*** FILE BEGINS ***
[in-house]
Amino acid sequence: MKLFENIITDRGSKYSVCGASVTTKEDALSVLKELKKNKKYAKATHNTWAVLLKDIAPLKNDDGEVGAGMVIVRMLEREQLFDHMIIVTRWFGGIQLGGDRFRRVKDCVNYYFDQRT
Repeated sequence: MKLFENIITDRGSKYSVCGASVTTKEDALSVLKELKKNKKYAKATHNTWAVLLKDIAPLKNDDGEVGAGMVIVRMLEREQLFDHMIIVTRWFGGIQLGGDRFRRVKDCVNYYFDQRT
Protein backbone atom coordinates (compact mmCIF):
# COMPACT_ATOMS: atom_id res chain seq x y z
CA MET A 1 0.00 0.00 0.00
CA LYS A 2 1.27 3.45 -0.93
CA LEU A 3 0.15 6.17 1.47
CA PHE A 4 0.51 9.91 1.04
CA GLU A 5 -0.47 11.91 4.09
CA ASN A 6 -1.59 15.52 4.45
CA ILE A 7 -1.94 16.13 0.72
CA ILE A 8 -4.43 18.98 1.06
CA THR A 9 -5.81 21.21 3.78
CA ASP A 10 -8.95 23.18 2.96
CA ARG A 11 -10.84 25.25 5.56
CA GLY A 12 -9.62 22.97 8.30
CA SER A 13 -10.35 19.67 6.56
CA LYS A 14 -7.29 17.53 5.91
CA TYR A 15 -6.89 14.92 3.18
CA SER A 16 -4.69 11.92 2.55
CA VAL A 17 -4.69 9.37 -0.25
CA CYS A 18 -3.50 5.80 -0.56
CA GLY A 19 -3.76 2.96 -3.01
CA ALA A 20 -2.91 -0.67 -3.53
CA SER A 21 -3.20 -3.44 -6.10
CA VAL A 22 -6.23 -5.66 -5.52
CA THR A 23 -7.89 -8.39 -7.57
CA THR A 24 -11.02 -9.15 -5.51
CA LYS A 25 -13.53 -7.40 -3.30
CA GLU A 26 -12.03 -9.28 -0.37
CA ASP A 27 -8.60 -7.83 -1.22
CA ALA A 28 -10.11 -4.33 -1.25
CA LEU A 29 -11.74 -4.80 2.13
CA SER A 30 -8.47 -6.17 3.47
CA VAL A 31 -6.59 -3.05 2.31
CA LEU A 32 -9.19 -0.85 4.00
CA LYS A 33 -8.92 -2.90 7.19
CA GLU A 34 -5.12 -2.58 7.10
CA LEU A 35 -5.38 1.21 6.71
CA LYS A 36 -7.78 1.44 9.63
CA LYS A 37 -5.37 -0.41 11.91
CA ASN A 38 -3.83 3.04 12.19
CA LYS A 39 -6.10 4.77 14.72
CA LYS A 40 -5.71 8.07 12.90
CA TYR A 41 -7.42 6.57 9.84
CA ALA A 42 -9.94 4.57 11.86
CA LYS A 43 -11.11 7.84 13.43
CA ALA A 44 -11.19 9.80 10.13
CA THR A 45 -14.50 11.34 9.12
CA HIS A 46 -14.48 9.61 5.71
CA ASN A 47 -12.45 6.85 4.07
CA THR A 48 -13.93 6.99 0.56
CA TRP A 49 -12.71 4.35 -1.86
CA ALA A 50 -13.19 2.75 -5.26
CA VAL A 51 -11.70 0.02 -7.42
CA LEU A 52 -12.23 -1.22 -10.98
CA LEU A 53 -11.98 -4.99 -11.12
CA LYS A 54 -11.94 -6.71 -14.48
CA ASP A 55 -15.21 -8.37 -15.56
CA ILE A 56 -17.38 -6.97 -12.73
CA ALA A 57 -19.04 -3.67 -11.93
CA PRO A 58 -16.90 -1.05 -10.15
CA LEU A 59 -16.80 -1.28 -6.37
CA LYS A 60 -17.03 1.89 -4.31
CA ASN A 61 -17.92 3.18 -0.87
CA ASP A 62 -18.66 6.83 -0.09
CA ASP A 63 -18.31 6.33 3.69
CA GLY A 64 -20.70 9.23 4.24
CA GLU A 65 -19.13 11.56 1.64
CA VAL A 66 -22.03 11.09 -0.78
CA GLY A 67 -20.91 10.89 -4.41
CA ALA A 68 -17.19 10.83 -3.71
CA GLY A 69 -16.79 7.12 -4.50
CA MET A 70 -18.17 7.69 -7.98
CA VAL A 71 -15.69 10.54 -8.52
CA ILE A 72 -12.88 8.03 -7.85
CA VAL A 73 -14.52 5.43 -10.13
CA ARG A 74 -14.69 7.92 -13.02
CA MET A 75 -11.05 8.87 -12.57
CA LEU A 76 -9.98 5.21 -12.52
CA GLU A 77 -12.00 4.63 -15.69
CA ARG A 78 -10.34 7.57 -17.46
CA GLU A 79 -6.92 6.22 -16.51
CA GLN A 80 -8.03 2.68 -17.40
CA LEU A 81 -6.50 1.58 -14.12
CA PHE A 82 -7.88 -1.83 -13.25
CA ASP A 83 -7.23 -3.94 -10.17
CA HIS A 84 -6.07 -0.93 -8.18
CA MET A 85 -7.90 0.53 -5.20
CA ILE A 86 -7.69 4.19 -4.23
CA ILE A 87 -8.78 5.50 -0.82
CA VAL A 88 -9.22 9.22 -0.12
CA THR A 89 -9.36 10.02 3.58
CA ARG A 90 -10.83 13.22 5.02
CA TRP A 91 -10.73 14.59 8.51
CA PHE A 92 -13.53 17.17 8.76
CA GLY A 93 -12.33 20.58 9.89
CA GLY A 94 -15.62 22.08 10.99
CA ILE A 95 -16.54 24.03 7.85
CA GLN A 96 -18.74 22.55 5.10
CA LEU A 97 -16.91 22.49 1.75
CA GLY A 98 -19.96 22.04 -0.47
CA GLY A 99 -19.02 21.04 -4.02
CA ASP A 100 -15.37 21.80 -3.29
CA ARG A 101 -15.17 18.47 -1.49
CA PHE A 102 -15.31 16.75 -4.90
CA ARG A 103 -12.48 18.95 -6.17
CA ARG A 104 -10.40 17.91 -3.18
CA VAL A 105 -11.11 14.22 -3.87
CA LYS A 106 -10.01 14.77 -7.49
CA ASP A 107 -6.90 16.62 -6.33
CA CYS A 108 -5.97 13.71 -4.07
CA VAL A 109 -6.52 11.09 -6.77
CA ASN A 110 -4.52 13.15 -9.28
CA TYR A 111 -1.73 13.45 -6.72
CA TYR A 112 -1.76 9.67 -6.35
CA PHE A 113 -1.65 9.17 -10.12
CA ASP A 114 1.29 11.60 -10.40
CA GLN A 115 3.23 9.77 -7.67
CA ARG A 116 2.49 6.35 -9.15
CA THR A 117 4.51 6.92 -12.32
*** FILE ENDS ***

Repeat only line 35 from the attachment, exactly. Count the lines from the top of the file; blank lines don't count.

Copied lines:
CA SER A 30 -8.47 -6.17 3.47